BIG sigh of relief here because I just finished parent-teacher conferences. School started in mid-August for me, and the teaching-and-learning in Room 411 is humming right along like a well-oiled machine. We’re just about to wrap up our first unit of study in grammar – sentences. Most people roll their eyes and take on a near-vegetative state when I start talking about grammar, but I can’t help myself. I enjoy language. I even enjoy learning other languages! I’ve recently started learning Spanish thanks to a retired teacher at my church who is kind enough to share her extensive knowledge with me. Muy divertido!
Teaching Kids About Conjunctions
Okay, back to English! The last few weeks of our sentences unit of study focuses on compound and complex sentences. The secret sauce to these types of sentences is knowing your conjunctions – specifically, coordinating and subordinating conjunctions. (There are, as you might suspect, more conjunctions. However, for the purposes of teaching 4th graders, I only focus on those two.) So what’s the diff? These two excellent videos from Khan Academy might be helpful…
Compound Sentences Cards
This week I gave my students some extra (much needed) practice with writing compound sentences by using simple index cards and pipe cleaners. Grab enough cards so each student has three – one for both independent clauses, and a third for the conjunction. Hole-punch the short sides and cut lengths of the pipe cleaner into fourths. Each student will need two pieces of pipe cleaner to connect the cards together. Students write a comma and coordinating conjunction on one card – this goes in the middle. Next, write two independent clauses that would make sense with the chosen conjunction. Place these on either side of the conjunction card, and connect cards by twisting the pipe cleaners together. Share students’ sentences and make sure you discuss the characteristics of a compound. Watch out for the following common mistake: “Jiu-jitsu, and hockey are both fun sports.” Here the student has created a compound subject, not a compound sentence. Have partners double-check their work to make sure there are two independent clauses, a comma, and the appropriate conjunction. You might also want students to label those parts, perhaps on the back of the cards.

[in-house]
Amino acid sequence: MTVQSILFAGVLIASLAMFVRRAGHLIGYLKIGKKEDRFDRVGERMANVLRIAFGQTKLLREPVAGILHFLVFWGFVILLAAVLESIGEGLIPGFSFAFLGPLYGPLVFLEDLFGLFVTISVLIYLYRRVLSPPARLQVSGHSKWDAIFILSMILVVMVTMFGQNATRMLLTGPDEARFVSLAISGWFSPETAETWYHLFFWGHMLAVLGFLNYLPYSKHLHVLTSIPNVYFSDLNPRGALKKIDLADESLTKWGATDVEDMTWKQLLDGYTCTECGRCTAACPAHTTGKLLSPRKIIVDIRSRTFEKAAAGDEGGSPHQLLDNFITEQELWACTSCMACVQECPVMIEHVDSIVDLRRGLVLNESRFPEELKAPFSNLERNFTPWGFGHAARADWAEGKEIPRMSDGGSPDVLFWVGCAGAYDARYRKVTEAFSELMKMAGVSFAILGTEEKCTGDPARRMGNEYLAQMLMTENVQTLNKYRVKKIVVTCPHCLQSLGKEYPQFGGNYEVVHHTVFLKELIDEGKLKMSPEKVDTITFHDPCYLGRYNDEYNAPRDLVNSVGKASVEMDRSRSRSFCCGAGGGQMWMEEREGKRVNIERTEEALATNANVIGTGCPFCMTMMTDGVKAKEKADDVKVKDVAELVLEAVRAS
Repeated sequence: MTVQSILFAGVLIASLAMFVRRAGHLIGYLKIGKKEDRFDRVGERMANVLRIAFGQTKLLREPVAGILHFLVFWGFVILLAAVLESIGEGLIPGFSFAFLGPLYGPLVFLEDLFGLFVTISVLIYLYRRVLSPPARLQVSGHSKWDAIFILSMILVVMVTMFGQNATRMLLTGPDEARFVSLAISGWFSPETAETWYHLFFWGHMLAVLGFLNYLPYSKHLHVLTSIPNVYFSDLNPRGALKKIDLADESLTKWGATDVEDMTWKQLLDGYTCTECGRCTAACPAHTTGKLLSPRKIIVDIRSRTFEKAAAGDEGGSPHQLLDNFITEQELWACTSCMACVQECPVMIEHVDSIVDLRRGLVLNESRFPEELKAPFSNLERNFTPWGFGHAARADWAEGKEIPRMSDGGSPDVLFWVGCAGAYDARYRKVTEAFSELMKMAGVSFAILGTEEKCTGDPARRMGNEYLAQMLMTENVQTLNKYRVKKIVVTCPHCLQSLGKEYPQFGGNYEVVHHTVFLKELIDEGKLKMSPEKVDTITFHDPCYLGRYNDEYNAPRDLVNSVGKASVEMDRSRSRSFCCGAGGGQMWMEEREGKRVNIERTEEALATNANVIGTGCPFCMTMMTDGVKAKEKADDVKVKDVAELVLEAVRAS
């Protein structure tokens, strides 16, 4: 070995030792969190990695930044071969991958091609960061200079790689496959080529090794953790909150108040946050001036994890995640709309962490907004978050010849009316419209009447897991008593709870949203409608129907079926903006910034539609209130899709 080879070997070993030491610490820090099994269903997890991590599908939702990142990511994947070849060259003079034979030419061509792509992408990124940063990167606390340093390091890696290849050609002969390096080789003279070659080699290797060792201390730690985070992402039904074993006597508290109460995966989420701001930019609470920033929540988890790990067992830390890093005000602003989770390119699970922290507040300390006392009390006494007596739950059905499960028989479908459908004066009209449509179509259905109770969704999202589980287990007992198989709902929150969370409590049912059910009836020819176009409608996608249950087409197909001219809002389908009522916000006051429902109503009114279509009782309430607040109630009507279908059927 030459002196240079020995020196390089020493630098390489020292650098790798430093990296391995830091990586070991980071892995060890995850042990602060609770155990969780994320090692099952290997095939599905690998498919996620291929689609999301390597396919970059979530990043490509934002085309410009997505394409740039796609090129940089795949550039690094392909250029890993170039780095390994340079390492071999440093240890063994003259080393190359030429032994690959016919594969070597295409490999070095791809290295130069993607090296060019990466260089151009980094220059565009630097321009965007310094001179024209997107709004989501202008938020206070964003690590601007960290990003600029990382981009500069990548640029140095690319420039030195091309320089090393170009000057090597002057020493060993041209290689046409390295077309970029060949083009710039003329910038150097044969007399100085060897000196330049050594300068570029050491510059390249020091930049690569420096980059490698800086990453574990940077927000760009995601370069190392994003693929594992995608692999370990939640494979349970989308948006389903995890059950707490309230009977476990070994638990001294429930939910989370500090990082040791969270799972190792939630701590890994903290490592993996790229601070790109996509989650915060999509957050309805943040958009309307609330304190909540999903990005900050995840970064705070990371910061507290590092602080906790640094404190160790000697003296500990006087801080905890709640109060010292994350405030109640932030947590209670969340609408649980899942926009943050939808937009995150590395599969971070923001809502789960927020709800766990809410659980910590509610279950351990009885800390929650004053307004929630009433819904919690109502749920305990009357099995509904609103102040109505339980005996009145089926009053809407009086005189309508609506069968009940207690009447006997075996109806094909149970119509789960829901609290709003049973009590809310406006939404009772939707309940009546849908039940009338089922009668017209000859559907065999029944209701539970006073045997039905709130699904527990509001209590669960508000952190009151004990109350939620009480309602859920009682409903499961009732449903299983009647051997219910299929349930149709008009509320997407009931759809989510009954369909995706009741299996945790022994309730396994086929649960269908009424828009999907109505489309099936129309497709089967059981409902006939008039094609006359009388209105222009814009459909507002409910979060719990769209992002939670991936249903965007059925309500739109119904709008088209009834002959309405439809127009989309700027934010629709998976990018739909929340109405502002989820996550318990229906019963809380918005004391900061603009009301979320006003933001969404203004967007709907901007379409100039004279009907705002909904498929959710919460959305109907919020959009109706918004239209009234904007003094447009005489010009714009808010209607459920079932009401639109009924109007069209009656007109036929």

Conjunctions Reference List
Most teachers know and/or have taught their students a mnemonic for remembering the seven most common coordinating conjunctions – FANBOYS. It’s the subordinating conjunctions that prove to be a bit trickier. Hey, there’s a reason these sentences are complex, right? These conjunctions have the added challenge of being either single words or phrases, plus there’s a lot more of them. Given those factors, I created a handout for my students to glue into their Language Notebooks for future reference.
After a while, there are a few that tend to “rise to the top” so-to-speak and get used with greater frequency. “When” is a common one that kids start to rely on a little too much after a while. Keep a close eye on students’ writing, and encourage variety if you notice a habit starting to develop where students always begin a complex sentence with one conjunction over and over again. Subordinating conjunctions have their own (slightly trickier) mnemonic – AAAWWUBBIS. It’s similar to FANBOYS in that it’s the first word of the most common subordinating conjunctions. Check out my Pinterest board about conjunctions for more information. Click on the link below if you’d like a copy of my Conjunctions Reference List for yourself. Happy teaching!